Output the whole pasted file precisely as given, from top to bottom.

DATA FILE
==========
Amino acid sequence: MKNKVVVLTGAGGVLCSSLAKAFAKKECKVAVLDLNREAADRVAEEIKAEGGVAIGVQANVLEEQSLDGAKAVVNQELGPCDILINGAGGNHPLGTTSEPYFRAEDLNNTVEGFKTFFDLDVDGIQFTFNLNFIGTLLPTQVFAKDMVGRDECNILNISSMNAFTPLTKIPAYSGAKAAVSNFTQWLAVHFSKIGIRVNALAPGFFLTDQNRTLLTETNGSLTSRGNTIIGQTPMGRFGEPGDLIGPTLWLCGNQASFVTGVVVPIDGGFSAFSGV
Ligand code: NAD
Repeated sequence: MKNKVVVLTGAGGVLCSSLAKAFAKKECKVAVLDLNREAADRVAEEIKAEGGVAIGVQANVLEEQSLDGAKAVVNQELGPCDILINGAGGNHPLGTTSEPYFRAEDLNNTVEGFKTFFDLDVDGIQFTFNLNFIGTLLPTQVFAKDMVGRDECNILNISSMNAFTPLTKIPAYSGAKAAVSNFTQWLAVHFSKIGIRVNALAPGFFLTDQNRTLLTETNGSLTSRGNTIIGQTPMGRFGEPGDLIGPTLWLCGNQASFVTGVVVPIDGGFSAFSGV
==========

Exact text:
Amino acid sequence: MKNKVVVLTGAGGVLCSSLAKAFAKKECKVAVLDLNREAADRVAEEIKAEGGVAIGVQANVLEEQSLDGAKAVVNQELGPCDILINGAGGNHPLGTTSEPYFRAEDLNNTVEGFKTFFDLDVDGIQFTFNLNFIGTLLPTQVFAKDMVGRDECNILNISSMNAFTPLTKIPAYSGAKAAVSNFTQWLAVHFSKIGIRVNALAPGFFLTDQNRTLLTETNGSLTSRGNTIIGQTPMGRFGEPGDLIGPTLWLCGNQASFVTGVVVPIDGGFSAFSGV
Ligand code: NAD
Repeated sequence: MKNKVVVLTGAGGVLCSSLAKAFAKKECKVAVLDLNREAADRVAEEIKAEGGVAIGVQANVLEEQSLDGAKAVVNQELGPCDILINGAGGNHPLGTTSEPYFRAEDLNNTVEGFKTFFDLDVDGIQFTFNLNFIGTLLPTQVFAKDMVGRDECNILNISSMNAFTPLTKIPAYSGAKAAVSNFTQWLAVHFSKIGIRVNALAPGFFLTDQNRTLLTETNGSLTSRGNTIIGQTPMGRFGEPGDLIGPTLWLCGNQASFVTGVVVPIDGGFSAFSGV